Great Saltee Island in County Wexford is one of the most important seabird colonies in Ireland. It holds large numbers of seabirds and is an important tourist attraction. People can experience nature at its best and get close to some of our most spectacular species, including the largest seabird in Europe - the northern gannet.
However, as is true for many of our seabird colonies, Great Saltee does not have a warden, and many tourists unwittingly cause disturbance, leading to parents leaving their nests temporarily, exposing them to predators who quickly seize the opportunity and steal the gannets’ one and only egg.
Debs Allbrook, MSc student at UCC examined the level of disturbance caused by tourists in the summer of 2017. She showed that many tourists, especially those looking for that perfect photograph of birds on their nests, got too close to the gannets, often to within less than one metre. This led to a 60% reduction in breeding success compared with birds at undisturbed parts of the colony.
“On one occasion we saw nine disturbance events over a two-hour period. This directly led to eggs from 9 gannet nests being stolen by herring gulls, who seem to have learned to watch the interactions between tourists and people. One photographer ran right through the colony trying to retrieve his camera lens rolling downhill, leading to disturbance of about 30 nests.” said Professor John Quinn.
“Disturbance is not just distressing for the birds. This lack of management does a lot of damage to Ireland’s green-tourism reputation. We could see that some tourists were shocked by what they saw” added Professor Quinn.
As part of her research, Debs Allbrook then conducted a simple experiment to see if tourists would pay attention to an information sign warning them that their actions could be damaging. The sign said:
“These birds are breeding. Under the Wildlife Act (1976) it is illegal to disturb nesting birds. Please do not approach the colony as doing so may result in the abandonment of eggs or the death of chicks. Thank you for your consideration.”
Remarkably, the vast majority of people paid attention to the sign. People stayed away from the birds and fewer disturbance events were observed.
“This showed that it was largely lack of knowledge that led to the disturbance in the first place. People did not understand the harm they were causing. When approaching a bird on a nest like that, because they seem fairly unfazed, people believe they are fine to go right up to them. We showed that in fact these 'harmless' encounters could have much more serious effects than we thought. The disturbance often caused confusion in the colony and it only took a second for a gull to zip in and steal an egg" said Debs Allbrook.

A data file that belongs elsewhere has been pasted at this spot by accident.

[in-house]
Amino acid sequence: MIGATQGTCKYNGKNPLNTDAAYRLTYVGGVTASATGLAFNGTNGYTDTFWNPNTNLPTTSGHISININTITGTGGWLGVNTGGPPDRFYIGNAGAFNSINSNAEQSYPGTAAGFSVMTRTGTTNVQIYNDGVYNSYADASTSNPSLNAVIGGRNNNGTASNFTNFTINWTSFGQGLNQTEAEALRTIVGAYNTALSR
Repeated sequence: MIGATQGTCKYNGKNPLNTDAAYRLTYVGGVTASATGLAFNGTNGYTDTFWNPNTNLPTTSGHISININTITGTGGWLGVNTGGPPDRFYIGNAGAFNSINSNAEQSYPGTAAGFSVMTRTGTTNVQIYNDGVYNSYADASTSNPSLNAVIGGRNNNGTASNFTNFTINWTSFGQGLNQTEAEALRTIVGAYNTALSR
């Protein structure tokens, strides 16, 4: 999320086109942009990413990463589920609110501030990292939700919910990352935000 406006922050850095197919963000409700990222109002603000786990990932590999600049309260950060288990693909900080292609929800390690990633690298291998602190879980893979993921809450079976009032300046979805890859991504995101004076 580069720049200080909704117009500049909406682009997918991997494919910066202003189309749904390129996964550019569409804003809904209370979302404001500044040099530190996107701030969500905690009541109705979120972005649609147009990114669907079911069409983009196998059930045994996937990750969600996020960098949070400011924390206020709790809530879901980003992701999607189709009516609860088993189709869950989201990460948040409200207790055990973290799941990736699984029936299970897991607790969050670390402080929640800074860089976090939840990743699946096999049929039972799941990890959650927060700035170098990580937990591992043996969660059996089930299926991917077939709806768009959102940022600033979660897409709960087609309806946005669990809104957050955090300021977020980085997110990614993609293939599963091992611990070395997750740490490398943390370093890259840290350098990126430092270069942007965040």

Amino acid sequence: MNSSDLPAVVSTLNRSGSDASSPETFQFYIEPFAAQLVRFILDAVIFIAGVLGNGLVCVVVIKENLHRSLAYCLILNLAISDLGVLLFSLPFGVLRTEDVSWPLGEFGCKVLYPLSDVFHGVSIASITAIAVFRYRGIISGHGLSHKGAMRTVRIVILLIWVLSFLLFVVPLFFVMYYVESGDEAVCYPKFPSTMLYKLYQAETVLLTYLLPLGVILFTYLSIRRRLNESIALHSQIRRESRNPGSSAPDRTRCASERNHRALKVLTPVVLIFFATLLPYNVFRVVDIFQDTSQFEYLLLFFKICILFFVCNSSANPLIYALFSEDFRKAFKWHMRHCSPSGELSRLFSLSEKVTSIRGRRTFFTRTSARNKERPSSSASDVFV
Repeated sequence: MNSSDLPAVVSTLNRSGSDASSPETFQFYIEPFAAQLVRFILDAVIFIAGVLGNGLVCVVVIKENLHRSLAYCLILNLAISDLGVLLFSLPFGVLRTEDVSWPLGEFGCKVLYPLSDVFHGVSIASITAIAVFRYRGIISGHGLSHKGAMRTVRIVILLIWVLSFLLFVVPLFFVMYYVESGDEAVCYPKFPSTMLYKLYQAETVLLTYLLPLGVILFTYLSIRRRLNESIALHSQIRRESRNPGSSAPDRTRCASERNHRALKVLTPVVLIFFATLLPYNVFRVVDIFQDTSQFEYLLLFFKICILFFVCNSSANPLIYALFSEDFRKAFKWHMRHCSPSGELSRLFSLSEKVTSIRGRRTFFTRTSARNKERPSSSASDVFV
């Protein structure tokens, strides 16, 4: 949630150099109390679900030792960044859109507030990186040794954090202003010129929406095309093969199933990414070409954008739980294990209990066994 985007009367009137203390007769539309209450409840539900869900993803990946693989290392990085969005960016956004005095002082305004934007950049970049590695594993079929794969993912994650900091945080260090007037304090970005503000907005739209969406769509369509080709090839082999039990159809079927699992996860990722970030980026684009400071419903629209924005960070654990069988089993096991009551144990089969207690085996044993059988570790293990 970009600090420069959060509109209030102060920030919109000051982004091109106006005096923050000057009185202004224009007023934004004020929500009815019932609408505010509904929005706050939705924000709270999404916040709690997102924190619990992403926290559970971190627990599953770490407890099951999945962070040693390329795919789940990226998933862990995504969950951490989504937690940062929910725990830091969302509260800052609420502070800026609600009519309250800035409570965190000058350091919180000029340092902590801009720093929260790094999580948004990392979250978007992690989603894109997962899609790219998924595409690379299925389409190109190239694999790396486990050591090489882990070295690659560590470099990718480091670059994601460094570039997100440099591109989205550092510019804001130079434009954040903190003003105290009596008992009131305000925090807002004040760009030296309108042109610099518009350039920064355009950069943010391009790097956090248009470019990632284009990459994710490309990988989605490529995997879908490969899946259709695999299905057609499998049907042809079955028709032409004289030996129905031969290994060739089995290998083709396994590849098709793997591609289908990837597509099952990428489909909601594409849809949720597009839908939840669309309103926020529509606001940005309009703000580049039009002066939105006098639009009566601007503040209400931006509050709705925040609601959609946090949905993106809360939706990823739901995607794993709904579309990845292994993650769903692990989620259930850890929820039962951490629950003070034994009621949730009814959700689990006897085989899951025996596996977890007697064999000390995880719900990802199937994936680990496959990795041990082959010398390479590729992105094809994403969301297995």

For such a basic management tool, studies that show the effectiveness of signage like this are surprisingly rare worldwide, and have never been conducted in Ireland previously.
“It was especially good to know whether these signs would work in the absence of any warden on the island, and they did. Perhaps the presence of other tourists helped to ensure that everyone obeyed the sign”, said Debs Allbrook.
Covid stopped large numbers of tourists going to Great Saltee in 2020. Unofficial reports indicate that areas where large numbers of gannets had failed to breed from disturbance, in fact had successful breeding, probably for the first time in years. The other good news is that gannet numbers are increasing, despite the disturbance, for reasons that are not fully understood.
The full publication can be accessed now online here: https://doi.org/10.1016/j.jnc.2020.125915
Press Contact: Prof John Quinn, UCC Ornithology Group on 0852266122
Photos credit: Tom Mason
Photo: Prof John Quinn with permanent sign